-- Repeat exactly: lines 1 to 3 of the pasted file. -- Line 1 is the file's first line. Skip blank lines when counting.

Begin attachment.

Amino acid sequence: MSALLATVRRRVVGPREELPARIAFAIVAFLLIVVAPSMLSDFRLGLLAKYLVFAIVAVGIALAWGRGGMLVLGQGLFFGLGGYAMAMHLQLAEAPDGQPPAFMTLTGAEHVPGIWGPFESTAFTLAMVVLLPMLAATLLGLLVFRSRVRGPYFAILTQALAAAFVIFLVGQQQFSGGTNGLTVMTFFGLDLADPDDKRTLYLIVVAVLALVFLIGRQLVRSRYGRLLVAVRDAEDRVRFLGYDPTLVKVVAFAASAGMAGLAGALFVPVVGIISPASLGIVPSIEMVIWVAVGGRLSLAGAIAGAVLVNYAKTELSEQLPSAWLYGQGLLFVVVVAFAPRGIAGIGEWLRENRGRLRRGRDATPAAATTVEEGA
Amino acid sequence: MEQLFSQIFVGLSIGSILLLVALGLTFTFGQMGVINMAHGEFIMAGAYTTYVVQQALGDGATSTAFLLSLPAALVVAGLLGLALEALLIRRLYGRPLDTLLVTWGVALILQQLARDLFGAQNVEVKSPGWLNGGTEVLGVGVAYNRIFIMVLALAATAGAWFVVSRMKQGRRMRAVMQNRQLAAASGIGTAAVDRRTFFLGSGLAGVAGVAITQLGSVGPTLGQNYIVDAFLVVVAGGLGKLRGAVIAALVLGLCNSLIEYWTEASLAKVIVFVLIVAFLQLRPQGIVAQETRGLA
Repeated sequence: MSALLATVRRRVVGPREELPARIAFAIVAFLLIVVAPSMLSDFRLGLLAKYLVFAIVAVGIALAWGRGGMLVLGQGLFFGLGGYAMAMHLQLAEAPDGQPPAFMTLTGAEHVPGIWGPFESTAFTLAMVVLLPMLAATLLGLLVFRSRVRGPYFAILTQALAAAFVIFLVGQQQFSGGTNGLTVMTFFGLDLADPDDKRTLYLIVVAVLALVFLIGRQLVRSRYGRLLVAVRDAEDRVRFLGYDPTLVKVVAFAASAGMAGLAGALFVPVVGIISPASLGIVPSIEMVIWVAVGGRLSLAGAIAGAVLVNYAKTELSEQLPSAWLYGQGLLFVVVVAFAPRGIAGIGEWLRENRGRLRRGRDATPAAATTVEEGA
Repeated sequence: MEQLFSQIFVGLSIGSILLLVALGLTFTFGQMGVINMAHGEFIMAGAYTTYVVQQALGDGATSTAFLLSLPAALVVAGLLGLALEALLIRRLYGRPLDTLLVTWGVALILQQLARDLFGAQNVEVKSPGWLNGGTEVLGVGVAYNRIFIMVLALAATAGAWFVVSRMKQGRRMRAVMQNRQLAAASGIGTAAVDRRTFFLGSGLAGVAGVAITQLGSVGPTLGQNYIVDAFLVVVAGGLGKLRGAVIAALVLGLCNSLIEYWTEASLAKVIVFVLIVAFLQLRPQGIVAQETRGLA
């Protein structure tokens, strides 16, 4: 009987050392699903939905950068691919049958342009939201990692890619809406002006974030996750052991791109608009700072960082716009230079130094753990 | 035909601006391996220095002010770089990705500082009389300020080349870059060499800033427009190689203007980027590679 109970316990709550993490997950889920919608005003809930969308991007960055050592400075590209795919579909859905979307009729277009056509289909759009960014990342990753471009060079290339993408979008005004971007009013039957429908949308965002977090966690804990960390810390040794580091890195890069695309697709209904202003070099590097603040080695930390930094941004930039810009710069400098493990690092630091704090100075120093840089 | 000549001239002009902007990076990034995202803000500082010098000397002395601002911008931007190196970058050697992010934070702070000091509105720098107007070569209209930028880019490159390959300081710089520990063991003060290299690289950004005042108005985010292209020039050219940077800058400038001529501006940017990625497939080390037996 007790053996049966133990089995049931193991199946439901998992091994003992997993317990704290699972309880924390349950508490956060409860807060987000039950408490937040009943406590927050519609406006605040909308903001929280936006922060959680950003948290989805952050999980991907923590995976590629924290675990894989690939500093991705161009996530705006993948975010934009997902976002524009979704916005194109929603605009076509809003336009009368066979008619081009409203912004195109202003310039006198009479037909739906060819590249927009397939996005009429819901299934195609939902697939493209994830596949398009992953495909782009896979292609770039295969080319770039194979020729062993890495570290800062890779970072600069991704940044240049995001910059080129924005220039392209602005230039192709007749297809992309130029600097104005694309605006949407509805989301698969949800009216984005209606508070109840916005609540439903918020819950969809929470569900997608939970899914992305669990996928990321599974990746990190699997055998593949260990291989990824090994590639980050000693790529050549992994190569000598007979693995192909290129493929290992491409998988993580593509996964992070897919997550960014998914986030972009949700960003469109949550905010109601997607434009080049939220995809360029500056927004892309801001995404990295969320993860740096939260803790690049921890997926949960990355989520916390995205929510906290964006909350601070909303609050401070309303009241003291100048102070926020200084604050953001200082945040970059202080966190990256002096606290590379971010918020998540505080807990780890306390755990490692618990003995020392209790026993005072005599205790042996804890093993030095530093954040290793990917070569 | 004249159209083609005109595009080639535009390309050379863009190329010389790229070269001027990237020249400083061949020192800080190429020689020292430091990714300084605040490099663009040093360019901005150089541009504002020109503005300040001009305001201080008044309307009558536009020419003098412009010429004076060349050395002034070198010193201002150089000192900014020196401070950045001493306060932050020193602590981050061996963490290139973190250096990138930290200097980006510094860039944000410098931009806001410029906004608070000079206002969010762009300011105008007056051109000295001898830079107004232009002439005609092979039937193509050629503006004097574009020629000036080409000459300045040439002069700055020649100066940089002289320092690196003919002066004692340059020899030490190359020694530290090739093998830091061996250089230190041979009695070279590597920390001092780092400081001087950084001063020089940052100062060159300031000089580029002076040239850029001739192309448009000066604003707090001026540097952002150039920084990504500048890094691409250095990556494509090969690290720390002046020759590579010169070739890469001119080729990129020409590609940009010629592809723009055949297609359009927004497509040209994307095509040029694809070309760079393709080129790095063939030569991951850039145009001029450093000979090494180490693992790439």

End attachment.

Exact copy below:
Amino acid sequence: MSALLATVRRRVVGPREELPARIAFAIVAFLLIVVAPSMLSDFRLGLLAKYLVFAIVAVGIALAWGRGGMLVLGQGLFFGLGGYAMAMHLQLAEAPDGQPPAFMTLTGAEHVPGIWGPFESTAFTLAMVVLLPMLAATLLGLLVFRSRVRGPYFAILTQALAAAFVIFLVGQQQFSGGTNGLTVMTFFGLDLADPDDKRTLYLIVVAVLALVFLIGRQLVRSRYGRLLVAVRDAEDRVRFLGYDPTLVKVVAFAASAGMAGLAGALFVPVVGIISPASLGIVPSIEMVIWVAVGGRLSLAGAIAGAVLVNYAKTELSEQLPSAWLYGQGLLFVVVVAFAPRGIAGIGEWLRENRGRLRRGRDATPAAATTVEEGA
Amino acid sequence: MEQLFSQIFVGLSIGSILLLVALGLTFTFGQMGVINMAHGEFIMAGAYTTYVVQQALGDGATSTAFLLSLPAALVVAGLLGLALEALLIRRLYGRPLDTLLVTWGVALILQQLARDLFGAQNVEVKSPGWLNGGTEVLGVGVAYNRIFIMVLALAATAGAWFVVSRMKQGRRMRAVMQNRQLAAASGIGTAAVDRRTFFLGSGLAGVAGVAITQLGSVGPTLGQNYIVDAFLVVVAGGLGKLRGAVIAALVLGLCNSLIEYWTEASLAKVIVFVLIVAFLQLRPQGIVAQETRGLA
Repeated sequence: MSALLATVRRRVVGPREELPARIAFAIVAFLLIVVAPSMLSDFRLGLLAKYLVFAIVAVGIALAWGRGGMLVLGQGLFFGLGGYAMAMHLQLAEAPDGQPPAFMTLTGAEHVPGIWGPFESTAFTLAMVVLLPMLAATLLGLLVFRSRVRGPYFAILTQALAAAFVIFLVGQQQFSGGTNGLTVMTFFGLDLADPDDKRTLYLIVVAVLALVFLIGRQLVRSRYGRLLVAVRDAEDRVRFLGYDPTLVKVVAFAASAGMAGLAGALFVPVVGIISPASLGIVPSIEMVIWVAVGGRLSLAGAIAGAVLVNYAKTELSEQLPSAWLYGQGLLFVVVVAFAPRGIAGIGEWLRENRGRLRRGRDATPAAATTVEEGA